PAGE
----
A peer interview is a popular type of one-on-one interview, which sees a peer interviewing their potential new colleague. These interviews help businesses learn how well candidates would fit in with their existing employees and company culture. Companies often ask job applicants who performed well in one-on-one interviews with the hiring manager or department head to return for peer interviews.
At a peer interview, you should:
Build a rapport with the interviewer. While you should remain professional, you can be a bit more relaxed in these interviews to ensure the interviewer wants to work with you.
Show them what you know. As your interviewer is a peer, you want to show you're knowledgeable enough to be an asset to the team. You can use more technical language in these interviews as your interviewer has a similar background.
Ask questions. As your interviewer is a peer, they can provide real insight into what it's like to work at the company. Ask questions about the company and its culture to assess whether you're a good fit.
3. The panel interview
A panel interview sees a single candidate facing questions from a team of interviewers. Using a team of interviewers lets businesses collect different perspectives on candidates. Often panel interviews involve interviewers from various departments who bring different knowledge and skills. For example, a panel interview may use a human resources representative who knows how to conduct job interviews and someone from the hiring department who understands the skills their team needs.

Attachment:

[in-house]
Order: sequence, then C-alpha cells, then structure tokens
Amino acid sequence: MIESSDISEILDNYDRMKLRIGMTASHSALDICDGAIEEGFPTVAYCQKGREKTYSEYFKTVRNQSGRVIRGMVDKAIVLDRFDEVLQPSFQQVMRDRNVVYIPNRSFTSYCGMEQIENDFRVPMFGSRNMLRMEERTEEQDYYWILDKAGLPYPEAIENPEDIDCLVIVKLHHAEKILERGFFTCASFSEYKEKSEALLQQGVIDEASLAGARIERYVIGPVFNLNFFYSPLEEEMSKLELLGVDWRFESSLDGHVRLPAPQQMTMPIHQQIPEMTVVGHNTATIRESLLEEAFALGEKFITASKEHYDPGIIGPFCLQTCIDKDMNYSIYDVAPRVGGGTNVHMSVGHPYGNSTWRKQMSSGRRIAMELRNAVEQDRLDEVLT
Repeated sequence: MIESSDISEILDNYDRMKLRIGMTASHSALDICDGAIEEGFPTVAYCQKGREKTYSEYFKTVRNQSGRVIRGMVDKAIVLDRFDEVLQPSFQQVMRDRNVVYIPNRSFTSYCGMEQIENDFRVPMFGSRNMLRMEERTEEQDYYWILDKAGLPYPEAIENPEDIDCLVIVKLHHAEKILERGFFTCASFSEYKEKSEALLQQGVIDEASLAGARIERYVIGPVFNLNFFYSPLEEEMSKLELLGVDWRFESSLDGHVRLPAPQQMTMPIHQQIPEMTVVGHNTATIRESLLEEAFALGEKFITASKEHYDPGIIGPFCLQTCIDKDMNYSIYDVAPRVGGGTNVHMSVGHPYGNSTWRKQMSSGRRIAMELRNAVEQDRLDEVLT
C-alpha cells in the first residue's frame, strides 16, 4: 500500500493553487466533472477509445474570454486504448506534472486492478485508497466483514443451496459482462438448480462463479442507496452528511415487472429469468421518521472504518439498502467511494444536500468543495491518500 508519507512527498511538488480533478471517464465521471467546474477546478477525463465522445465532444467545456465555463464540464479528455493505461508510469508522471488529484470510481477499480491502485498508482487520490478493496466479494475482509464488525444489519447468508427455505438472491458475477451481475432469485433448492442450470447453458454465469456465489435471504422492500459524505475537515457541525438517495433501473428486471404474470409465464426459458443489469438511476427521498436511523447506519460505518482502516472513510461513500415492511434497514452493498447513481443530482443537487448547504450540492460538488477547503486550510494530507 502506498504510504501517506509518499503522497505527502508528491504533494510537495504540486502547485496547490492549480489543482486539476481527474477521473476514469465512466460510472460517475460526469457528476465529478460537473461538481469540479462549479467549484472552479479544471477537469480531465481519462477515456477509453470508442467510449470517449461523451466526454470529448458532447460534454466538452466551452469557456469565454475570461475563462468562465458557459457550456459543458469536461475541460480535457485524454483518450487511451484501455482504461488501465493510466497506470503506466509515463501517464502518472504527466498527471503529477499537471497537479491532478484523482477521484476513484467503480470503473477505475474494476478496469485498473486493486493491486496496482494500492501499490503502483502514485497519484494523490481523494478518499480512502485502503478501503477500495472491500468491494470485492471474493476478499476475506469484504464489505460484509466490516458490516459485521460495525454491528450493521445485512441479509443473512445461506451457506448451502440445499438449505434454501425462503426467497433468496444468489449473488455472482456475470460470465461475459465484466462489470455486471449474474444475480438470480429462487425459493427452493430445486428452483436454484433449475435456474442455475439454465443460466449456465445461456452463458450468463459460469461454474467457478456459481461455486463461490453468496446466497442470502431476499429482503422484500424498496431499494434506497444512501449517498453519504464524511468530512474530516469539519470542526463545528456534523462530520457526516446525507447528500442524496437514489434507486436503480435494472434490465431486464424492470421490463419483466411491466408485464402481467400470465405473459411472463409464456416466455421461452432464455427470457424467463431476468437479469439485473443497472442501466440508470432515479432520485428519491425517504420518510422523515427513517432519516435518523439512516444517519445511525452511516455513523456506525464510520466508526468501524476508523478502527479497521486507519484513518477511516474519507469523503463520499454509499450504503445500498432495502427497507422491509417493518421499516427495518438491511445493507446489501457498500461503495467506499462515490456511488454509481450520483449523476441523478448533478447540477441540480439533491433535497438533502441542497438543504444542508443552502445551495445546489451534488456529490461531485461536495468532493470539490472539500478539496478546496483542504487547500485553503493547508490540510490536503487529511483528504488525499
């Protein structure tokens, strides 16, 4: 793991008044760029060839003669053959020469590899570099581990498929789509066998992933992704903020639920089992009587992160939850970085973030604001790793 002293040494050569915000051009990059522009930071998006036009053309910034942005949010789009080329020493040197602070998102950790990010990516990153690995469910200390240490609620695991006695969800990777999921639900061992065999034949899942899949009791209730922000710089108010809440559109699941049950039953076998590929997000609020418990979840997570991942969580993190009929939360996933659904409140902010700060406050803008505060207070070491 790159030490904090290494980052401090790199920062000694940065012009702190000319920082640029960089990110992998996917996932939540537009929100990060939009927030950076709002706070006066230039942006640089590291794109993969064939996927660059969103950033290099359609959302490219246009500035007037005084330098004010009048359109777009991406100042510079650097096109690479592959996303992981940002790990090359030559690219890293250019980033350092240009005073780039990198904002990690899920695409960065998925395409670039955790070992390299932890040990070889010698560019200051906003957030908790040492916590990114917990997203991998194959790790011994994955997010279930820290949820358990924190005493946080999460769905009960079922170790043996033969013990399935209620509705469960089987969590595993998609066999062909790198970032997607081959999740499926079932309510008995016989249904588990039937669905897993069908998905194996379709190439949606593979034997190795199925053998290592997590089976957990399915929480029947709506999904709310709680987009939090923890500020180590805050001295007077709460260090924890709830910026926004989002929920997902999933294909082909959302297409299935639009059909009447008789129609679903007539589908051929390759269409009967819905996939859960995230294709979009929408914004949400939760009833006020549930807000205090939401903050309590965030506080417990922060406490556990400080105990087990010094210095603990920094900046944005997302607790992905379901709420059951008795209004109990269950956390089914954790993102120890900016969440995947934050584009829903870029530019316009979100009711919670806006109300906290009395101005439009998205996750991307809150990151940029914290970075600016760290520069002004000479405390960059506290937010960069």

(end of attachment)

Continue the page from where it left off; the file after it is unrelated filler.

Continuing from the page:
At a panel interview, you should:
Build rapport with each interviewer. Make eye contact, smile and shake the hands of each interviewer.
Focus on the person asking each question. When someone asks you a question, give them your full attention, then address them when delivering your answer.
Be prepared for follow-up questions. Panel interviews often have a fast pace, with interviewers often following up on answers you provide. Prepare several examples so you can give confident follow-up answers.
4. The group interview
A group interview sees an interviewer or interview panel interviewing multiple job applicants at once. Companies choose this type of interview to efficiently screen a large number of candidates. If you perform well in a group interview, a company may ask you to return for a one-on-one interview. Group interviews often feel relaxed, as candidates share the interview experience and interact with one another.